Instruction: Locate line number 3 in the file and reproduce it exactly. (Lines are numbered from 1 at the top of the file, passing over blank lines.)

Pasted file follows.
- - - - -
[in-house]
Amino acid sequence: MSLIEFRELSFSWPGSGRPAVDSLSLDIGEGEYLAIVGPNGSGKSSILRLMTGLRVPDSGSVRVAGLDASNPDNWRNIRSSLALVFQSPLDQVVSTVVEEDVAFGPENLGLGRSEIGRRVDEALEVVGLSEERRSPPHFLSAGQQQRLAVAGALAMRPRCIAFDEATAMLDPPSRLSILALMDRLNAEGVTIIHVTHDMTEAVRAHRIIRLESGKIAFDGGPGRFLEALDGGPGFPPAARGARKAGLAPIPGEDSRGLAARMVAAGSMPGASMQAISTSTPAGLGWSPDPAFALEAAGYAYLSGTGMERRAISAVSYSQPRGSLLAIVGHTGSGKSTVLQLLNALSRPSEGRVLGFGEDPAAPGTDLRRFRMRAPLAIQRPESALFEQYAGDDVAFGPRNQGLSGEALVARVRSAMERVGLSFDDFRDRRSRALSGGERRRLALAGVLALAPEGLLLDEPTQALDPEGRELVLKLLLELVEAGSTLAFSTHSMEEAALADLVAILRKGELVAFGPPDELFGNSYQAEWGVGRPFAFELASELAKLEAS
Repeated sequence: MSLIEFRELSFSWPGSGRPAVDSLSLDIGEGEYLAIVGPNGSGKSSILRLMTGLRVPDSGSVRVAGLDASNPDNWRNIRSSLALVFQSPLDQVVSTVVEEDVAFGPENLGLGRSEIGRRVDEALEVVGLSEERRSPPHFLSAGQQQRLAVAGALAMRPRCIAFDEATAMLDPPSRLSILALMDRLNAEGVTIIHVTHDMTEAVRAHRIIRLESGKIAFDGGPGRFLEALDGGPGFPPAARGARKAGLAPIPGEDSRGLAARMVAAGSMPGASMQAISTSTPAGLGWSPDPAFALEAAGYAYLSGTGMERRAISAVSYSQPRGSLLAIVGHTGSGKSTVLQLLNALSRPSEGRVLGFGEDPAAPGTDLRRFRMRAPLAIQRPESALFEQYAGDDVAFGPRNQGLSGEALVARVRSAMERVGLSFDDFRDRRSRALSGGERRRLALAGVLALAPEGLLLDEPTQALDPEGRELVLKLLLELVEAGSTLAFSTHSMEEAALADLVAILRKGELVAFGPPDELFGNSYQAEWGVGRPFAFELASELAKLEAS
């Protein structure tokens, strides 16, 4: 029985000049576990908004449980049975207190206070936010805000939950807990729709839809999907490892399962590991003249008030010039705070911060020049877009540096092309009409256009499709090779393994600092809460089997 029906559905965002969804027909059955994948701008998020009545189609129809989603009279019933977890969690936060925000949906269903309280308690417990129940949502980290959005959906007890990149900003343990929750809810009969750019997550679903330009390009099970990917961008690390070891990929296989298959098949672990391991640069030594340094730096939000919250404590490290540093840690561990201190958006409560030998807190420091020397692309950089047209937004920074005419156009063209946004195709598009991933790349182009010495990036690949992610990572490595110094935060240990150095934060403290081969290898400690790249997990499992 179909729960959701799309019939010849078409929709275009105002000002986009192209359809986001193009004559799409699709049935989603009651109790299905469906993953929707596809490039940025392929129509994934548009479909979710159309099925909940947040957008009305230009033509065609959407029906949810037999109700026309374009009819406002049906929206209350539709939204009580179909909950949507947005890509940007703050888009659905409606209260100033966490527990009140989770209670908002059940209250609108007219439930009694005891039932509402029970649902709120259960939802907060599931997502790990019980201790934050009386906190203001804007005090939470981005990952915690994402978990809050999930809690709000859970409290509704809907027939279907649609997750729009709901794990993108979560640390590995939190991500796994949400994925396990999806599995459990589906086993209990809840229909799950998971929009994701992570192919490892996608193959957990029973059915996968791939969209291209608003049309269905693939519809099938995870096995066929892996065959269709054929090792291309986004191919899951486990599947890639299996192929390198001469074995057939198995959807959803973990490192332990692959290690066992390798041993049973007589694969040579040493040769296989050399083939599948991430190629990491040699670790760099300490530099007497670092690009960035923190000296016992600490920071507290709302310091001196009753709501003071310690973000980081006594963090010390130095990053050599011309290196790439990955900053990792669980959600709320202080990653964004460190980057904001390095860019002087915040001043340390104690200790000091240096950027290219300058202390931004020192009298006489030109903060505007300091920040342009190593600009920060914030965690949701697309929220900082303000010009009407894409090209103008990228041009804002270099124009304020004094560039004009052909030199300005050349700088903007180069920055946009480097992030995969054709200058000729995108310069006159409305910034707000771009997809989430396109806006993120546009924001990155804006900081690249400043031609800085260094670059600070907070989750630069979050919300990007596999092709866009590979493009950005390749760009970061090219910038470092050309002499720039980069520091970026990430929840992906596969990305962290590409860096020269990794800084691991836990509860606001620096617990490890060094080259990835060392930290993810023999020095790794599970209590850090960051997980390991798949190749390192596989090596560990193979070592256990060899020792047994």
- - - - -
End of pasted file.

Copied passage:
Repeated sequence: MSLIEFRELSFSWPGSGRPAVDSLSLDIGEGEYLAIVGPNGSGKSSILRLMTGLRVPDSGSVRVAGLDASNPDNWRNIRSSLALVFQSPLDQVVSTVVEEDVAFGPENLGLGRSEIGRRVDEALEVVGLSEERRSPPHFLSAGQQQRLAVAGALAMRPRCIAFDEATAMLDPPSRLSILALMDRLNAEGVTIIHVTHDMTEAVRAHRIIRLESGKIAFDGGPGRFLEALDGGPGFPPAARGARKAGLAPIPGEDSRGLAARMVAAGSMPGASMQAISTSTPAGLGWSPDPAFALEAAGYAYLSGTGMERRAISAVSYSQPRGSLLAIVGHTGSGKSTVLQLLNALSRPSEGRVLGFGEDPAAPGTDLRRFRMRAPLAIQRPESALFEQYAGDDVAFGPRNQGLSGEALVARVRSAMERVGLSFDDFRDRRSRALSGGERRRLALAGVLALAPEGLLLDEPTQALDPEGRELVLKLLLELVEAGSTLAFSTHSMEEAALADLVAILRKGELVAFGPPDELFGNSYQAEWGVGRPFAFELASELAKLEAS